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IRJET- Towards Creating an Ideal Neighbourhood

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International Research Journal of Engineering and Technology (IRJET)
e-ISSN: 2395-0056
Volume: 06 Issue: 03 | Mar 2019
p-ISSN: 2395-0072
www.irjet.net
Towards creating an Ideal Neighbourhood
Hiba Shaikh1, Shubham Mahalle2 , Shubham Sahu3
1,2,3
MBA final year students of Management, Department of Project and Construction Management, MIT College of
Management, MIT Art, Design and Technology University, Pune, Maharashtra, India.
[email protected] 1, [email protected] 2, [email protected] 3
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Abstract – With joint families becoming a family type of the
This concept was also described as sub – divisions of urban
or rural settlements in a neighbourhood created in and
around the vicinity in which people live.
past and the rise in the number of nuclear families, creating
and friendly and socially dynamic neighbourhood is indeed an
important issue to be addressed to. It is an essential factor to
be considered by planners while designing a neighbourhood or
collective housing schemes.
Neighbourhood planning is quickly becoming a high priority
for the city planning departments, and even human service
providers. Neighbourhood planning is effective and inspires
creative strategies that can increase the possibility of the
residents to create a better environment for a shared future.
An early diagrammatic planning model for residential
development in metropolitan areas was developed by
Clarence Perry as an experimental test of the theoretical
concept formed.
Key Words: Neighbourhood, Urban, Rural Settlement
1. INTRODUCTION
While the Cambridge dictionary defines neighbourhood as
the area of a town that surrounds someone's home, or the
people who live in this area, the Oxford dictionary defines it
as a district or community within a town or city.
A neighbourhood could be seen as a geographically specific
area catering to all the functional and spatial needs of the
people residing in and around the vicinity.
The ‘neighborhood unit’ as a planning concept came into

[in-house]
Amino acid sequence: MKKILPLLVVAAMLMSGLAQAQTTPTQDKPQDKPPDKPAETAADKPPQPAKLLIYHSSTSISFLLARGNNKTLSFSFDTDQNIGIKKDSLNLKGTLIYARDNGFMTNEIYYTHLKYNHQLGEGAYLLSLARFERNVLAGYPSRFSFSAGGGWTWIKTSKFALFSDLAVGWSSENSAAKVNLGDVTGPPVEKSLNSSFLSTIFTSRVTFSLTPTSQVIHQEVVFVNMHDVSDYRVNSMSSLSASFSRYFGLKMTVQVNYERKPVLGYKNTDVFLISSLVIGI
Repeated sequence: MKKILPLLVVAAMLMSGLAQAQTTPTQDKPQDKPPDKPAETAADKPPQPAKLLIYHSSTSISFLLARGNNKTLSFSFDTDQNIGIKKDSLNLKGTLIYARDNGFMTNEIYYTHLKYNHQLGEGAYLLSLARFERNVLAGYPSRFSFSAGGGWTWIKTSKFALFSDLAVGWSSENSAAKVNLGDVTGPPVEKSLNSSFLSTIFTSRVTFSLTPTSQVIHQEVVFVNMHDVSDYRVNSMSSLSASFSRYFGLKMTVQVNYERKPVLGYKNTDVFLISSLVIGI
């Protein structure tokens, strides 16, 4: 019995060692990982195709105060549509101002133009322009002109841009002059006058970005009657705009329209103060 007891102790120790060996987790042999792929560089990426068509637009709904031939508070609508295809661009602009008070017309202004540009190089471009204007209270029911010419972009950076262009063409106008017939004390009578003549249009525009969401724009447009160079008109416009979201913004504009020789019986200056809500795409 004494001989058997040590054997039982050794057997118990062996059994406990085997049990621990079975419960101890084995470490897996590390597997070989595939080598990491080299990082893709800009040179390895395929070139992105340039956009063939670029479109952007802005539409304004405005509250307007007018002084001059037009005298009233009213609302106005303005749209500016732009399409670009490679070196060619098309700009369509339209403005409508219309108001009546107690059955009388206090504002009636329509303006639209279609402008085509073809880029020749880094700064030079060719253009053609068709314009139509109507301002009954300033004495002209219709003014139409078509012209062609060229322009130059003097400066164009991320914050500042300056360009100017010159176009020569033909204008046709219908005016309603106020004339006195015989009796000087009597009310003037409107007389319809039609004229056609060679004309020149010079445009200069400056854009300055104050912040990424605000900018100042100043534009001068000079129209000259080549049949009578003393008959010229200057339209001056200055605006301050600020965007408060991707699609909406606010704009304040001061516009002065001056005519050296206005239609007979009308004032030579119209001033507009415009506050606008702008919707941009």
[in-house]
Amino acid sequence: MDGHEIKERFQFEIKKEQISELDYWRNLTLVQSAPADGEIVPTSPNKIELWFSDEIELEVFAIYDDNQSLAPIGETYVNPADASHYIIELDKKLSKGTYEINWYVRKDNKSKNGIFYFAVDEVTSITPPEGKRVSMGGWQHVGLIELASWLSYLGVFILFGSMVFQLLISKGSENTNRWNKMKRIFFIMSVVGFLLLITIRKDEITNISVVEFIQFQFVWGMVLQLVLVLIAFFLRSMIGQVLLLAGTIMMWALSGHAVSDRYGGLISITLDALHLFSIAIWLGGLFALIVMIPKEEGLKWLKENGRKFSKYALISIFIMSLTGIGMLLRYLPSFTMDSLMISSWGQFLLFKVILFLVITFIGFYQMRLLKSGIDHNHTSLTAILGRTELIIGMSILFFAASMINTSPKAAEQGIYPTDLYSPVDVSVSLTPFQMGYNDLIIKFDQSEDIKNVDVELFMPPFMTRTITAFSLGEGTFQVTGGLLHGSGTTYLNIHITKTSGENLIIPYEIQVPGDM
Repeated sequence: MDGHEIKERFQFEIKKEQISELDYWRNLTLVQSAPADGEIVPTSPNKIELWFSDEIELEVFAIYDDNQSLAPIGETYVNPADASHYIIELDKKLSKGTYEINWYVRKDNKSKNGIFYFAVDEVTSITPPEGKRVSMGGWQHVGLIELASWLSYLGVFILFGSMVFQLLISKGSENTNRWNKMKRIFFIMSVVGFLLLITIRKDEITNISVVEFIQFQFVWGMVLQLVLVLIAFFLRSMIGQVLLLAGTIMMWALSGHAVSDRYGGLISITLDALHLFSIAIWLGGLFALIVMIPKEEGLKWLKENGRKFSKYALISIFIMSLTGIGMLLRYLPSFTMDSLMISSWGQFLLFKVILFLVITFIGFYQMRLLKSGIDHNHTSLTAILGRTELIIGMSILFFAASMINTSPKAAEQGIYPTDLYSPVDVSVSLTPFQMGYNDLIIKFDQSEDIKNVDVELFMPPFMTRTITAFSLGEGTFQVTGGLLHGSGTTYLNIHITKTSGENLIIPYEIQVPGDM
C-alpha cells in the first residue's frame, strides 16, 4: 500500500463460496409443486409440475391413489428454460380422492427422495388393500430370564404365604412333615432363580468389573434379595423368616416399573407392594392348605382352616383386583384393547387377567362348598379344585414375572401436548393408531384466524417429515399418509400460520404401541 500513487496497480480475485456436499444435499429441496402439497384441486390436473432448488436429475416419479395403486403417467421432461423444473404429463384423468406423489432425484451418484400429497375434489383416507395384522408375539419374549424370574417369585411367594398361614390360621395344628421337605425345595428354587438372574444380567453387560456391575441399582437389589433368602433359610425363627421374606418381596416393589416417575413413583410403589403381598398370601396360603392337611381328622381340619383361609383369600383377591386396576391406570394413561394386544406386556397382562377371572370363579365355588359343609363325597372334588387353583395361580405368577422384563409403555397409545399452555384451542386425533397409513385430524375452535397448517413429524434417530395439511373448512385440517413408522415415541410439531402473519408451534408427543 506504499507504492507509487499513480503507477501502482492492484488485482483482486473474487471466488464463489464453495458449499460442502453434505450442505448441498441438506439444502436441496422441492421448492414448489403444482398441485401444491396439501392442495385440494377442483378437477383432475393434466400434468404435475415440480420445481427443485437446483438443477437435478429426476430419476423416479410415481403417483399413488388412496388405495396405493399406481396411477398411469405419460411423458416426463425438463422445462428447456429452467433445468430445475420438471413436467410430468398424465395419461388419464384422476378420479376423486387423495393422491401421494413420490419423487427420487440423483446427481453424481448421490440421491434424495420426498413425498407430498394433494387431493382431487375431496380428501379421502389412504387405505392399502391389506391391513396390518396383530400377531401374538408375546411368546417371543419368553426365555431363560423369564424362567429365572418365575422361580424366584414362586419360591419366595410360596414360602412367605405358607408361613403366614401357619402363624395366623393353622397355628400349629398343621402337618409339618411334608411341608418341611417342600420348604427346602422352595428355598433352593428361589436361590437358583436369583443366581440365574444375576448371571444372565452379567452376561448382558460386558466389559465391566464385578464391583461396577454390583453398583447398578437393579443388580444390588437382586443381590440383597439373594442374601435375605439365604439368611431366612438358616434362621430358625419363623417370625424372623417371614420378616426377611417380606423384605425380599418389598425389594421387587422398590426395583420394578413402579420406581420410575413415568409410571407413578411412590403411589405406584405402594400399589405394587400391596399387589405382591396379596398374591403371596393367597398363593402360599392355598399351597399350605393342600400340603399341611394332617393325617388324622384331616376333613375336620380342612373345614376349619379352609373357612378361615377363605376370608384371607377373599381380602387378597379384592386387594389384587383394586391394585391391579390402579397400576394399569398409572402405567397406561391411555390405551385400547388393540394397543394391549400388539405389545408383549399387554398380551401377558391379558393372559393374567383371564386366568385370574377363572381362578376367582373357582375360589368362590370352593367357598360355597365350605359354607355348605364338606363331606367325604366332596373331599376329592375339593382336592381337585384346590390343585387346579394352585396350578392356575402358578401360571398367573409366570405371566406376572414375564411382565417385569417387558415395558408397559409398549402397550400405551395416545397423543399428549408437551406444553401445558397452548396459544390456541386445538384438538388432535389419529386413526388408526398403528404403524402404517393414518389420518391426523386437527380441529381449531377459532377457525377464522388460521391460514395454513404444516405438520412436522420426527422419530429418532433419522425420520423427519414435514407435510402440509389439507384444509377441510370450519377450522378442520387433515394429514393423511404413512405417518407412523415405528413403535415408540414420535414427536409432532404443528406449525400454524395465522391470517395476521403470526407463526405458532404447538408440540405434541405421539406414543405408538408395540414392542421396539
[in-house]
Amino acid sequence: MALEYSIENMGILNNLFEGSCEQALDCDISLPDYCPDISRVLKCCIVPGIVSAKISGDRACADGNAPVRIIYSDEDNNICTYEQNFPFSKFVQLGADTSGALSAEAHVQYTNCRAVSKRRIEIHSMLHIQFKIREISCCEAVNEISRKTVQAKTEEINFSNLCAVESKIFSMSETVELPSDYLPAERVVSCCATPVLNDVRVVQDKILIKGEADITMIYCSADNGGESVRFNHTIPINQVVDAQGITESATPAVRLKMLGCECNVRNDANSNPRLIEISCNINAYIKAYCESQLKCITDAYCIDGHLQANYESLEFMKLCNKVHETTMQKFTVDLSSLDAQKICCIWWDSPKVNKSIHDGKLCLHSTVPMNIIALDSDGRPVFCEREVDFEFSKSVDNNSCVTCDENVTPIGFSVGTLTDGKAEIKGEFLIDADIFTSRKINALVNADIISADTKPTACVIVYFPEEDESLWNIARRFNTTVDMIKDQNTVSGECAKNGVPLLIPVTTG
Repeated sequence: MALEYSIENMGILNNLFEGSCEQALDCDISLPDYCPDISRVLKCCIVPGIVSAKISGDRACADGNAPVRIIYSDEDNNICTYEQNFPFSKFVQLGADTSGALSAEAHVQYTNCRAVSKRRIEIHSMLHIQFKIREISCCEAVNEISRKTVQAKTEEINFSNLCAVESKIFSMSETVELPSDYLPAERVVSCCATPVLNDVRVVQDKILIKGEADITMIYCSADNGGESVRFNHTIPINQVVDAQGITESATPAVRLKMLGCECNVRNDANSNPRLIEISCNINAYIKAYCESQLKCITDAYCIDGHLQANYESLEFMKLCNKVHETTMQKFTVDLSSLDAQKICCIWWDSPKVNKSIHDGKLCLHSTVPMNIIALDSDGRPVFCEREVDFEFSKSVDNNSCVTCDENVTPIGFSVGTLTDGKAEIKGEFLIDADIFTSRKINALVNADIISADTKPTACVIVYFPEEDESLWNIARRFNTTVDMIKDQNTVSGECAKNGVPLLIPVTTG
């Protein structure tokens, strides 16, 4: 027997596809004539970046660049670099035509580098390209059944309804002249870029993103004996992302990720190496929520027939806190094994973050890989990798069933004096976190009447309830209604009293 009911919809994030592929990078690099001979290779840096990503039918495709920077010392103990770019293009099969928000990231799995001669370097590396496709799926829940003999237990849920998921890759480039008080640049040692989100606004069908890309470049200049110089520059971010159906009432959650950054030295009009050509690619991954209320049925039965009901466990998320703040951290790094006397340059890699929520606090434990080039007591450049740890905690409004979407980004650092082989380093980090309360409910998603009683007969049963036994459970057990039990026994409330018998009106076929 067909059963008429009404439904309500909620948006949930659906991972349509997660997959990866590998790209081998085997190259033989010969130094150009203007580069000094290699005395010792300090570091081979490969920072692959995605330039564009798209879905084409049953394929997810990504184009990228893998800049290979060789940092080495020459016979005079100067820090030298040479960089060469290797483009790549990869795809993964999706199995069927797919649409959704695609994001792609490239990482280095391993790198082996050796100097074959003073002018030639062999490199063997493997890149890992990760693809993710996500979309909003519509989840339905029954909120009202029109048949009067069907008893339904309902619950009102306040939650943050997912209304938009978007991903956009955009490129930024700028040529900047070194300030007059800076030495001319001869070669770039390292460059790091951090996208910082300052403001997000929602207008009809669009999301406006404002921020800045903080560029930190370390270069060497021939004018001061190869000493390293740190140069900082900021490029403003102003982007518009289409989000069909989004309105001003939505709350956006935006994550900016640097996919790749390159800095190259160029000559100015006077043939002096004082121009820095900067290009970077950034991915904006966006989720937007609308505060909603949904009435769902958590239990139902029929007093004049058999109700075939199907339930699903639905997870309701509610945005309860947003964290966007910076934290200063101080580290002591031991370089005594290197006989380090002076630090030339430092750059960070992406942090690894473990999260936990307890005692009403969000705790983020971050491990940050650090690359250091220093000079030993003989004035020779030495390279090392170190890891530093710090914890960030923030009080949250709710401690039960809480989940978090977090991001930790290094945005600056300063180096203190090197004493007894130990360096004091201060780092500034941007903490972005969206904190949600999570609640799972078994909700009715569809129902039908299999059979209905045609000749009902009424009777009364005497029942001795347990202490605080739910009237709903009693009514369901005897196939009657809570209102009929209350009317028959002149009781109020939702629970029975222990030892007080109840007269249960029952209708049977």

existence in response to the downfall of the environmental
and social conditions created as a consequential outcome
of the famous industrial revolution in the early 1900s.
Figure 1 A diagram of Clarence Perry's
neighbourhood unit
One of the earliest authors to attempt a definition of the
‘neighborhood unit’ in fairly specific terms was Clarence
Arthur Perry (1872-1944), a New York planner.
The neighbourhood housing concept was conceived of as a
comprehensive physical planning tool, to be used to design
self- contained residential neighbourhoods, which would
promote a community centric lifestyle, away from the "noise
of the trains, and out of sight of the smoke and ugliness of
industrial plants" emblematic of an industrializing New York
City in the early 1900s.
2. Neighbourhood Housing Unit
This concept was designed by Clarence Perry to act as a
framework for the urban planners who as in the process of
attempting to design functionally self-contained, selfsustaining and desirable neighbourhoods in the early 20th
century in industrialising cities.
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2.1
International Research Journal of Engineering and Technology (IRJET)
e-ISSN: 2395-0056
Volume: 06 Issue: 03 | Mar 2019
p-ISSN: 2395-0072
www.irjet.net
Principles of the Neighbourhood Unit
This will help keep the neighbourhood more pedestrian
friendly and keep away the unwanted traffic congestions
within.
The core principles of Perry's Neighbourhood Unit were
around these following design ideals :
 Design internal streets
 Centre all community spaces
Using a hierarchy that easily distinguishes local streets
from arterial streets and using curvilinear street design
can benefit both the safety and aesthetic purposes of the
streets in the neighbourhood. Streets, by design, would
discourage unwanted through traffic and enhance the
safety of pedestrians.
Centre all community spaces, especially schools in the
neighbourhood, so that a child's walk to school is not
more than :
¼ of a mile for elementary school kids
½ mile for a middle school kids
2 miles for high school students.
All should be achieved without crossing a major arterial
street.
 Restrict local shopping areas to the perimeter
 Place arterial streets along the perimeter
Keeping the shopping commercial areas to the perimeter
or to the main entrance of the neighbourhood enables the
exclusion of non-local traffic destined for these
commercial uses that might intrude on the neighbourhood
thus creating an unfriendly and unsafe neighbourhood.
In order to define and distinguish a "place" of the
neighborhood by design, eliminate unwanted throughtraffic from the neighborhood by placing all major and
minor arterial roads on the periphery of the
neighbourhood.
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International Research Journal of Engineering and Technology (IRJET)
e-ISSN: 2395-0056
Volume: 06 Issue: 03 | Mar 2019
p-ISSN: 2395-0072
www.irjet.net
2.2
 Dedicate at least 10 per cent of the
neighbourhood land area to parks and open
space
Elements of the Neighbourhood Unit
1. Size : The town is divided into self-contained units or
sectors of population. This is further divided into smaller
units called neighbourhood.
2. Boundaries : The unit should be bounded on all its sides